Epistle of Twenty-second Sunday After Pentecost

Philippians 1:6-11

Brethren, we are confident of this very thing, that He Who hath begun a good work in you, will perfect it unto the day of Christ Jesus. As it is meet for me to think this for you all: for that I have you in my heart and that, in my bands, and in the defense and confirmation of the Gospel, you are all partakers of my joy. For God is my witness, how I long after you all in the bowels of Jesus Christ. And this I pray, that your charity may more and more abound in knowledge and in all understanding that you may approve the better things, that you may be sincere and without offense unto the day of Christ, filled with the fruits of ju stice, through Jesus Christ, unto the glory and praise of God

Haydock

Verse 7. In the defence, &c. being then a prisoner, waiting for his trial; and the defence he could make for himself, and the sentence of the judge. Wi.

Verse 9. That your charity, &c. It is worthy of remark, that S. Paul does not beg that the Philippians may enjoy temporal blessings, but that they may be rewarded with an increase of spiritual favours; (Cal.) and as he remarks in the succeeding verses, that they may be filled with the fruits of justice.

Denzinger

178: Original Sin, Grace, Predestination

COUNCIL OF ORANGE II 529
Confirmed by Boniface II
(against the Semipelagians)

Can. 5. If anyone says, that just as the increase [of faith] so also the beginning of faith and the very desire of credulity, by which we believe in Him who justifies the impious, and (by which) we arrive at the regeneration of holy baptism (is) not through the gift of grace, that is, through the inspiration of the Holy Spirit reforming our will from infidelity to faith, from impiety to piety, but is naturally in us, he is proved (to be) antagonistic to the doctrine of the Apostles, since blessed Paul says:We trust, that he who begins a good work in us, will perfect it unto the day of Christ Jesus [Phil. 1:6]; and the following: It was given to you for Christ not only that you may believe in Him, but also, that you may suffer for Him [Phil. 1:29]; and: By grace you are made safe through faith, and this not of yo urselves; for it is the gift of God [Eph. 2:8]. For those who say that faith, by which we believe in God, is natural, declare that all those who are alien to the Church of Christ are in a measure faithful [cf. St. Augustine].

199: Original Sin, Grace, Predestination

COUNCIL OF ORANGE II 529
Confirmed by Boniface II
(against the Semipelagians)

And thus according to the statements of the Holy Scriptures written above, or the explanations of the ancient Fathers, God being propitious, we ought to proclaim and to believe that through the sin of the first man free will was so changed and so weakened that afterwards no one could either love God as he ought, or believe in God, or perform what is good on account of God, unless the grace of divine mercy reached him first. Therefore, we believe that in the [case of] the just Abel, and Noah and Abraham, and Isaac, and Jacob, and all the multitude of the ancient saints that illustrious faith which the Apostle Paul proclaims in their praise [Heb. 11], was conferred not by tile good of nature, which had been given before in [the case of] Adam, but through the grace of God. Even after the coming of the Lord we know and likewise believe that this grace was not held in the free will of all who desired to be baptized, but was bestowed by the bounty of Christ, according to what has already been said often, and Paul the Apostle declares: It has been given to you for Christ, not only, that you may believe in him, but also that you may suffer for him [Phil. 1:29]; and this: God, who has begun a good work in you, will perfect it even to the day of our Lord [Phil. 1:6]; and this: By grace you are made safe through faith, and this not of yourselves: for it is the gift of God [Eph. 2:8]; and that which the Apostle says about himself:I have obtained mercy, that I may be faithful [1 Cor. 7:25;1 Tim. 1:13]; he did not say: “because I was,” but: “that I may be.” And that: What have you, that you have not received? [1 Cor. 4:7]. And that:Every good gift, and every perfect gift is from above, coming down from the Father of lights [Jas. 1:17]. And that: No one has anything, except it has been given him from above [John 3:27]. Innumerable are the testimonies of the Sacred Scriptures which can be brought forward to prove grace, but they are passed over out of a desire for brevity; also because, in truth, more [proofs] will not profit those for whom a few do not suffice.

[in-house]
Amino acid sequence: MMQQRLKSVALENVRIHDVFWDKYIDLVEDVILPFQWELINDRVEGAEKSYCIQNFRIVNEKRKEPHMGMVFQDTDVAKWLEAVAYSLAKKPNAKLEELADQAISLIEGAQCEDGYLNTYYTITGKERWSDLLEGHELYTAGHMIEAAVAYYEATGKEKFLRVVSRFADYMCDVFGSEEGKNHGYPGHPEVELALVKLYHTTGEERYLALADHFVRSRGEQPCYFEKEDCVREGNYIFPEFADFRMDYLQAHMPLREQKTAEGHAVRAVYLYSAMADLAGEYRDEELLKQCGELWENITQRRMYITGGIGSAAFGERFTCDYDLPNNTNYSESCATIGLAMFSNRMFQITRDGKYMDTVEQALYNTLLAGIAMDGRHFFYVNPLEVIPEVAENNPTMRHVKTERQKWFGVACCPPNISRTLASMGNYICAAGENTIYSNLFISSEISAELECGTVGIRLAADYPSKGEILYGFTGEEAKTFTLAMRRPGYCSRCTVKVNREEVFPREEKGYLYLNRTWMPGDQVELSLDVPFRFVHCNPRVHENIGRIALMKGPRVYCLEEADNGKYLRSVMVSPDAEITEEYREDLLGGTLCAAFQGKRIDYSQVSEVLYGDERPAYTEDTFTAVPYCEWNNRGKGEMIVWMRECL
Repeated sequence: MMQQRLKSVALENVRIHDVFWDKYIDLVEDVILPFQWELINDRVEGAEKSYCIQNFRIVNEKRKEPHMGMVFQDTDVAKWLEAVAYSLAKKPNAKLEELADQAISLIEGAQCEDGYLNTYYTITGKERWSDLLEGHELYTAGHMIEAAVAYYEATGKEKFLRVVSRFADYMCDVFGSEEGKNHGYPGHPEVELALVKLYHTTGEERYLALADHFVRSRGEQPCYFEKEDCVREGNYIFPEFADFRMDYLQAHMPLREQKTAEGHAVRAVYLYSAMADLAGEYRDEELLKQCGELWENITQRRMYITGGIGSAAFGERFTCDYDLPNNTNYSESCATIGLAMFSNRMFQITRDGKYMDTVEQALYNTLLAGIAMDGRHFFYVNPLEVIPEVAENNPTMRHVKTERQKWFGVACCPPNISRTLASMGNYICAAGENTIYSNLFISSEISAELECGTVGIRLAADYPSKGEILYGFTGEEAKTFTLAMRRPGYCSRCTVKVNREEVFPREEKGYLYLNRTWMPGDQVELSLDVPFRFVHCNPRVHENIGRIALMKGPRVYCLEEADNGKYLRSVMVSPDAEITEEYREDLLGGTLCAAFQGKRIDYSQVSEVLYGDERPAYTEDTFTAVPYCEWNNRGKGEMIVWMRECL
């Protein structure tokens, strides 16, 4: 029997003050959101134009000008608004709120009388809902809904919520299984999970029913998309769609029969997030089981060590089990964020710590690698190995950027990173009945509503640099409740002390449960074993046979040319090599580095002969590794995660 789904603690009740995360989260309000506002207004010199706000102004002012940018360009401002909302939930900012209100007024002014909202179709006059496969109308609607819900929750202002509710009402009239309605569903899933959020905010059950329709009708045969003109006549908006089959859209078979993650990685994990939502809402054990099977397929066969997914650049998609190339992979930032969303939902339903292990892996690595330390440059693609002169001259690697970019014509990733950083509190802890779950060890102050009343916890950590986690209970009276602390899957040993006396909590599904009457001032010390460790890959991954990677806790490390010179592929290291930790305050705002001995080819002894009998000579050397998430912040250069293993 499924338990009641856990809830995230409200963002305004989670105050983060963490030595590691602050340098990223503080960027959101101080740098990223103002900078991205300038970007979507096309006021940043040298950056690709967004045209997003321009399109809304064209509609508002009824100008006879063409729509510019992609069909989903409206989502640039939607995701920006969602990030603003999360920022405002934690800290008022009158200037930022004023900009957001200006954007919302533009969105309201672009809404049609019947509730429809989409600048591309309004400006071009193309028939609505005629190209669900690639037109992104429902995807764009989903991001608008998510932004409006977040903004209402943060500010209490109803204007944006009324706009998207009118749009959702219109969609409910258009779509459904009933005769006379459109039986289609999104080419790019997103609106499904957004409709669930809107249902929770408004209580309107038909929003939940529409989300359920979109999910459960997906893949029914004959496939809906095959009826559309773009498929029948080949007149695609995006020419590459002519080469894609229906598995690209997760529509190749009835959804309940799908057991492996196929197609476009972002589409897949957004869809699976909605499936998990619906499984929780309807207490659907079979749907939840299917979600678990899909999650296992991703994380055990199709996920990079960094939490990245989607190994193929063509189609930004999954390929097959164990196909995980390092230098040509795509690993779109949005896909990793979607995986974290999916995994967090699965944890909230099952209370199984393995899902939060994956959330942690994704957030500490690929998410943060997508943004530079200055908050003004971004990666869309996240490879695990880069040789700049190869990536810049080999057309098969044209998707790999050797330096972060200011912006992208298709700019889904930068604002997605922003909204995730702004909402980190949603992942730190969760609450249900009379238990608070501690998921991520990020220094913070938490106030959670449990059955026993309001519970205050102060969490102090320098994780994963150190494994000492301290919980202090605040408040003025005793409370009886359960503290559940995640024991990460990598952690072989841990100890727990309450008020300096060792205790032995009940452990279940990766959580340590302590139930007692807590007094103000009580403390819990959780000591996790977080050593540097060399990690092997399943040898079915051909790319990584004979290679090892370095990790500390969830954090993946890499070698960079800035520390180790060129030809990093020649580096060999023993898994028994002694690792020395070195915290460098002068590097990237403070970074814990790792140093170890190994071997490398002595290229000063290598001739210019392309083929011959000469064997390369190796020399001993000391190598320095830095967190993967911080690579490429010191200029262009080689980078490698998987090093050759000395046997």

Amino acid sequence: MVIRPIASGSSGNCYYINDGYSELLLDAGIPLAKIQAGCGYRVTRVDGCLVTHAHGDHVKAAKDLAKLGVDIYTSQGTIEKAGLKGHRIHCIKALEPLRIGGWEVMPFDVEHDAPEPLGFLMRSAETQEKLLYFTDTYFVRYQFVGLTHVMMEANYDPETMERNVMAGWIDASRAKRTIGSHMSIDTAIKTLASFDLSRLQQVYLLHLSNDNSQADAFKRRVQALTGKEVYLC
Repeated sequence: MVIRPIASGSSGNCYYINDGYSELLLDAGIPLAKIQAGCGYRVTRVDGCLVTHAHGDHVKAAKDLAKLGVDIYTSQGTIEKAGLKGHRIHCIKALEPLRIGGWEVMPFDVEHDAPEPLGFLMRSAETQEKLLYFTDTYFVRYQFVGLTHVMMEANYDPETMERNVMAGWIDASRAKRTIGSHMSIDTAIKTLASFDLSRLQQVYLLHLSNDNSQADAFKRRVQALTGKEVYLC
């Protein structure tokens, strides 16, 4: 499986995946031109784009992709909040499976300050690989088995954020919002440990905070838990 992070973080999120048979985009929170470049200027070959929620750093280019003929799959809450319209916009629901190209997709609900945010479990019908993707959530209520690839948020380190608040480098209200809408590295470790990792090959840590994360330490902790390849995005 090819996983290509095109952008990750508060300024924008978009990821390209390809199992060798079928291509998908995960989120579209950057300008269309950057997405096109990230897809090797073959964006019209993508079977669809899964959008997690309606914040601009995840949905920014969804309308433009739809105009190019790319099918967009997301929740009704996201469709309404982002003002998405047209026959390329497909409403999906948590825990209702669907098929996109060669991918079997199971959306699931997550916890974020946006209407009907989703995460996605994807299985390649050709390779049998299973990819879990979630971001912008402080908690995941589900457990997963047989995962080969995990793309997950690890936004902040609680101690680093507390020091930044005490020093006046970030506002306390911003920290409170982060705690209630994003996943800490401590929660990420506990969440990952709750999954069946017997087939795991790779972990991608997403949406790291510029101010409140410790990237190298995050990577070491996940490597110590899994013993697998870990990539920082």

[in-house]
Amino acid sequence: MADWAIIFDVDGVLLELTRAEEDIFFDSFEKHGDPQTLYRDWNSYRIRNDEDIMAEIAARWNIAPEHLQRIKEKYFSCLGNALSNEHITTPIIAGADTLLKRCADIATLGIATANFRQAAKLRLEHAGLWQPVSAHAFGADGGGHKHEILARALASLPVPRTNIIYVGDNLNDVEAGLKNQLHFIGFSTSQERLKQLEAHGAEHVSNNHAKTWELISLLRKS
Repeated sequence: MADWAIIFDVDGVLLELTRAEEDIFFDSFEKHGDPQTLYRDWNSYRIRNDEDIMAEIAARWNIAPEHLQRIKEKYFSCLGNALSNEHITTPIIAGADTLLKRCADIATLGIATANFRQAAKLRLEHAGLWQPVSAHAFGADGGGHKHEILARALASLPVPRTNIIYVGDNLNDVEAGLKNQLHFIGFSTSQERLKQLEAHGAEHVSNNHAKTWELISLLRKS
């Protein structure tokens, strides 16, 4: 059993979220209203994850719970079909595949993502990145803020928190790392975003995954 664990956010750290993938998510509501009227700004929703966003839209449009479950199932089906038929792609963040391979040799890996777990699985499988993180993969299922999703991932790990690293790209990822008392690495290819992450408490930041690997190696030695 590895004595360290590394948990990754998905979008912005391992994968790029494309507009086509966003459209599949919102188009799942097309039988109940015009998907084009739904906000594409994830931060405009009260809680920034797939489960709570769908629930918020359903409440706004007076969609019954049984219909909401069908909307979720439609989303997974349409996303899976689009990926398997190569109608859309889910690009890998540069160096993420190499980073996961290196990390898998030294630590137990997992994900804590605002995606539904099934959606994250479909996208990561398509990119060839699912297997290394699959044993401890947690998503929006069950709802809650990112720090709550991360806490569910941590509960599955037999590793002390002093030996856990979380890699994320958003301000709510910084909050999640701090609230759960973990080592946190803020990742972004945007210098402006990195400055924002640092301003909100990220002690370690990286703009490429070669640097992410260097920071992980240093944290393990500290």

[III. Predestination] According to the Catholic faith we believe this also, that after grace has been received through baptism, all the baptized with the help and cooperation of Christ can and ought to fulfill what pertains to the salvation of the soul, if they will labor faithfully. We not only do not believe that some have been truly predestined to evil by divine power, but also with every execration we pronounce anathema upon those, if there are [any such], who wish to believe so great an evil. This, too, we profess and believe unto salvation, that in every good work we do not begin, and afterwards are helped by the mercy of God, but He Himself, with no preceding good services [on our part], previously inspires us with faith and love of Him, so that we may both faithfully seek the sacraments of baptism, and after baptism with His help be able to perform those [acts] which are pleasing to Him. So very clearly we should believe that the faith-so admirable-both of that famous thief, whom the Lord restored to his native land of paradise [Luke 23:43], and of Cornelius the centurion, to whom the angel of the Lord was sent [ Acts 10:3], and of Zacheus, who deserved to receive the Lord Himself [Luke 19:6], was not from nature, but a gift of God’s bounty.

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